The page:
A one-woman show about Elizabeth I created and performed by Rebecca Vaughan is at the Cramphorn on 12 May. Vaughan’s previous compilation Austen’s Women has toured successfully. At the Civic, you can find out Who Killed “Agatha” Christie during the week of 17 to 21 May; it’s by Tudor Gates. Cowardy Custard from 25-28 May promises to be a stylish affair, starring Dillie Keane and Kit & The Widow.
September brings the hilarious Patrick Barlow staging of The 39 Steps to the Cramphorn between 8 and 10 September; it’s great fun as I recall. Blackeyed Theatre brings Oh! What a Lovely War to the Civic on 14 and 15 September. John Godber’s Beef, which is basically about a body-building fanatic with an enormous chip on his teenaged shoulder, is a one-man show at the Cramphorn on 4 October.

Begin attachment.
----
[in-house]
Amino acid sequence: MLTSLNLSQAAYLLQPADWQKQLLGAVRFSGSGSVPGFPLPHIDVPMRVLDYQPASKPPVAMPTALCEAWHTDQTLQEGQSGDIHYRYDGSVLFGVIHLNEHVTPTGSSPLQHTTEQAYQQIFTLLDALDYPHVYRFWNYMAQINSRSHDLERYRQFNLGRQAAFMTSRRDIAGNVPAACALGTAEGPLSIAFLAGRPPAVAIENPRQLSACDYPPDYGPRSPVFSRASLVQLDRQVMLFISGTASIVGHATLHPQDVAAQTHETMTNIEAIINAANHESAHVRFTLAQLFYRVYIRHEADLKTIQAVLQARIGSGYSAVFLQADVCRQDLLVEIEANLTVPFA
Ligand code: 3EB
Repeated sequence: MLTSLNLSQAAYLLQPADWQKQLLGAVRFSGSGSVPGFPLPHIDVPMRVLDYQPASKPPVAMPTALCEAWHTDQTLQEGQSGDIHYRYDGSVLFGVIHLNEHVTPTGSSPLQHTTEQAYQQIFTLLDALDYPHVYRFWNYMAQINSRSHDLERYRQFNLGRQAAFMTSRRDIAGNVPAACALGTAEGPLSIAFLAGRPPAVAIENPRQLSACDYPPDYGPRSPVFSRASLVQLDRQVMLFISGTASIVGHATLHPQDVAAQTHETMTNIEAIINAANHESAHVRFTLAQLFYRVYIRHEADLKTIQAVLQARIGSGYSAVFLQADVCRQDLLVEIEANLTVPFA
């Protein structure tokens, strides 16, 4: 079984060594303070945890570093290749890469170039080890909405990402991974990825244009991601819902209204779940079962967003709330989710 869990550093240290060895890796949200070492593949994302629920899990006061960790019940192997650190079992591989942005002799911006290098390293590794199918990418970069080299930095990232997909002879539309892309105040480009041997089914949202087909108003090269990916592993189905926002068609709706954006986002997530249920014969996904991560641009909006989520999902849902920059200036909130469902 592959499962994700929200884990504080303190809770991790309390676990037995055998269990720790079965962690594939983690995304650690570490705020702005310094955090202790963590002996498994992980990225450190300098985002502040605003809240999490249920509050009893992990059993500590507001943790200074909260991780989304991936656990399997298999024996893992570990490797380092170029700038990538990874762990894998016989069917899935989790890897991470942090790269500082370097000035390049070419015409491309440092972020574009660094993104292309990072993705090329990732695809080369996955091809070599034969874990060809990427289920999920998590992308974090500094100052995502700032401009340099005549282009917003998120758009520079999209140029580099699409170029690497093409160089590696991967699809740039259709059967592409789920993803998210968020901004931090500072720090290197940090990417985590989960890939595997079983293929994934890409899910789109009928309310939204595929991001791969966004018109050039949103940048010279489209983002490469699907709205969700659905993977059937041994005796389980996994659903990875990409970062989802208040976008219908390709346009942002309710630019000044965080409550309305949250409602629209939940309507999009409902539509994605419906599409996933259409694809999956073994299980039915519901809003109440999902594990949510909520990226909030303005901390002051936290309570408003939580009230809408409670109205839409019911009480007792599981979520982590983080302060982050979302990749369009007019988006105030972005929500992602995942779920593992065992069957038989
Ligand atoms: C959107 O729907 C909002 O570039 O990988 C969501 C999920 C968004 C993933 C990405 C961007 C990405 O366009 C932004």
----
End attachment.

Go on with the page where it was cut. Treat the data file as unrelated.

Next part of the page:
Death by Fatal Murder is the sequel to Murdered to Death by Peter Gordon. Running at the Civic from 10 to 15 October it has the hapless Inspector Pratt being “helped” in his latest murder investigation by one Miss Maple (now, who on earth does that name remind you of?). More skulduggery is afoot with the return of the Horrible Histories, this time round featuring The Awful Egyptians and The Ruthless Romans between 18 and 22 October at the Civic.
Both in its initial production and in subsequent revivals, Equus has stood the test of time. The story of a child psychiatrist trying to find out why his young patient blinded six horses is perhaps not for everybody, but it should be worth seeing in a staging by one of the most thoughtful and committed medium-size touring ensembles at the Civic from 10 to 12 November. December, of course, brings pantomime.. This year it’s The Sleeping Beauty, presented by One From the Heart in association with the Civic between 2 December and 2 January.